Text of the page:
The Dahlia was declared the national flower of Mexico in 1963.
It is a genus of perennial plants with tuberous roots. The dahlia has a flower head that is actually a composite with both central disc florets and surrounding ray florets. The modern name Asteraceae refers to the appearance of a star with surrounding rays.
Dahlias grow naturally in climates which do not experience frost, consequently they are not adapted to withstand sub-zero temperatures. However, their tuberous nature enables them to survive periods of dormancy, and this characteristic means that gardeners in temperate climates with frosts can grow dahlias successfully, provided the tubers are lifted from the ground and stored in cool yet frost-free conditions during the winter.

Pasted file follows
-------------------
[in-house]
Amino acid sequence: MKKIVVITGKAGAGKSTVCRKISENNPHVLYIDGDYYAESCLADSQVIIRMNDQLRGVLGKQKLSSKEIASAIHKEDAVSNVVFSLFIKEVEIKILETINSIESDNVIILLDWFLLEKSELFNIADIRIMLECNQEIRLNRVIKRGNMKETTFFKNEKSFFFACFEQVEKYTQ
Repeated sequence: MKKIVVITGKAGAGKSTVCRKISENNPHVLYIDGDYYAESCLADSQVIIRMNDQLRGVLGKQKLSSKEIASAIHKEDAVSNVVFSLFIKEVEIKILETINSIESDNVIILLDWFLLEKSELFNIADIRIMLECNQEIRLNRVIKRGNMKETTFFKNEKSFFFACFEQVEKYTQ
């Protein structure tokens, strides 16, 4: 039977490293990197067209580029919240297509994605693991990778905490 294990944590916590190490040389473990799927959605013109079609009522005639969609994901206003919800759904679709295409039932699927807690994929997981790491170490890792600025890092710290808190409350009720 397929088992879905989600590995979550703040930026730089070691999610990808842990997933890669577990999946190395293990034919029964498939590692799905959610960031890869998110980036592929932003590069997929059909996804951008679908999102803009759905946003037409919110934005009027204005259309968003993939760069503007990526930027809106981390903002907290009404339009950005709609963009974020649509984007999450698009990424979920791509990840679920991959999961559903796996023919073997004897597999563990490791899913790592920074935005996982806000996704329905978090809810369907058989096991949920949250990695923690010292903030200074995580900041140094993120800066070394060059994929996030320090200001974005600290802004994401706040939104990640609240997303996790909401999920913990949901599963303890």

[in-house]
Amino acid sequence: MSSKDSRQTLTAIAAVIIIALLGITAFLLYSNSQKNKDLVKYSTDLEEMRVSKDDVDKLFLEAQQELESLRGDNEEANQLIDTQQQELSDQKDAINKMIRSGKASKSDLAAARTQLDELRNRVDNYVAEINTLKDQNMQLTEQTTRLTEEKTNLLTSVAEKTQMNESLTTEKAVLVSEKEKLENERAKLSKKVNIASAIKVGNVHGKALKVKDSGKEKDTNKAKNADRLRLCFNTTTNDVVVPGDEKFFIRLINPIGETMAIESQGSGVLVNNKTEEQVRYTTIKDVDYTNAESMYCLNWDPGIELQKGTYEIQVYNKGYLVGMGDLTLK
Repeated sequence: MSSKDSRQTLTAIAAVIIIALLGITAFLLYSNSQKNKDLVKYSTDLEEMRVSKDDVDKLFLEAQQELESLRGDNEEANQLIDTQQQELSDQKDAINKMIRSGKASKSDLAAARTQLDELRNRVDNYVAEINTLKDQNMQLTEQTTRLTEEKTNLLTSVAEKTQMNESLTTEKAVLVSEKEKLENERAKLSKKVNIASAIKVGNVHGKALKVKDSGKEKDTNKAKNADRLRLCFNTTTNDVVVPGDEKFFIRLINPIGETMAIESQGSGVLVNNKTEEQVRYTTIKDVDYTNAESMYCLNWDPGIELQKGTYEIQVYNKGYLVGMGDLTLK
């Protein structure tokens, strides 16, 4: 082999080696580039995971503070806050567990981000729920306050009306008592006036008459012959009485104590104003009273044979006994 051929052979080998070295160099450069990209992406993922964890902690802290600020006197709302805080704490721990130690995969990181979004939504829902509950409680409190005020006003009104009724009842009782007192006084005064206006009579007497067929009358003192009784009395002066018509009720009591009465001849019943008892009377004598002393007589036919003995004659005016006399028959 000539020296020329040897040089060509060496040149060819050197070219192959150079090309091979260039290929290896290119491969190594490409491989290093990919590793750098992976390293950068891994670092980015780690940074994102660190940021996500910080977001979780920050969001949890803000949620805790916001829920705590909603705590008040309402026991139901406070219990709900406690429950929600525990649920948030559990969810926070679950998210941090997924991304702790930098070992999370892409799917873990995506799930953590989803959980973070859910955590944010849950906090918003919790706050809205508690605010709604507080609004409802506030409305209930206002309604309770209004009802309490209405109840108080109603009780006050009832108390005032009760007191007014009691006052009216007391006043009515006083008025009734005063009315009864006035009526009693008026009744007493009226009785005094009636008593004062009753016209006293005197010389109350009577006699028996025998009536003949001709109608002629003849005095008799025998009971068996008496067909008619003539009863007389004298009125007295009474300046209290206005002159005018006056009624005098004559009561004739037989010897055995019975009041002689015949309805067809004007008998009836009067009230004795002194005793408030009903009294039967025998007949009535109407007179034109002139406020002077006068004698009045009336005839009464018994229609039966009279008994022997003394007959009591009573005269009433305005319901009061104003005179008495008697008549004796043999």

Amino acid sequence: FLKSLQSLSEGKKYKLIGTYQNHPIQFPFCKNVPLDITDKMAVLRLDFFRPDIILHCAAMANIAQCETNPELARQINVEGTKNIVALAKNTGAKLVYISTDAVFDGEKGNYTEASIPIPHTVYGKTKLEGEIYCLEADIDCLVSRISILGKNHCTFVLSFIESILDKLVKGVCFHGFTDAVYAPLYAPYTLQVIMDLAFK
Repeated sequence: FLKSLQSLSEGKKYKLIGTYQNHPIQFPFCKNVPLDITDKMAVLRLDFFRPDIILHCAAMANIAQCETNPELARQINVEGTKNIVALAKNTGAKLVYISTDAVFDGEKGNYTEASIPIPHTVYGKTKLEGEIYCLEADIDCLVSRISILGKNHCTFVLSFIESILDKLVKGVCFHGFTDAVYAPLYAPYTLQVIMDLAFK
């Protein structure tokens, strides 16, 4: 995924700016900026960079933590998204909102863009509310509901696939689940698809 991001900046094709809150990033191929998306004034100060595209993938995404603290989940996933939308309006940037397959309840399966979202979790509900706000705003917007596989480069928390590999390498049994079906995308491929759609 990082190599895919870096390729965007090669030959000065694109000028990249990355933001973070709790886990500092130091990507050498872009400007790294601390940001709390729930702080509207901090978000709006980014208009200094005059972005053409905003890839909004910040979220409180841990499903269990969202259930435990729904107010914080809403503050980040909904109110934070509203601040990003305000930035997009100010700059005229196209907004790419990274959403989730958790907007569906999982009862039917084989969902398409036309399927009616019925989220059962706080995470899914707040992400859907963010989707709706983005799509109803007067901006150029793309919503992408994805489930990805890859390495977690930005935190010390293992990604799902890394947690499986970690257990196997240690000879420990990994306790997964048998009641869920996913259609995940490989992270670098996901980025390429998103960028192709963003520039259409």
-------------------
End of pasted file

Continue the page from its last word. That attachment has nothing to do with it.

There are 42 species of dahlia, with hybrids commonly grown as garden plants. Flower forms are variable, with one head per stem; these can be as small as 5 cm in diameter, or up to 30 cm.
There was an exhibition of Dahlias in the Flower Dome, at the Gardens by the Bay at the beginning of the year. I was lucky to be able to find time to go and have a look. I was not disappointed. Here are some of the pictures I took that day.
Unfortunately, I do not know the names of each hybrid.
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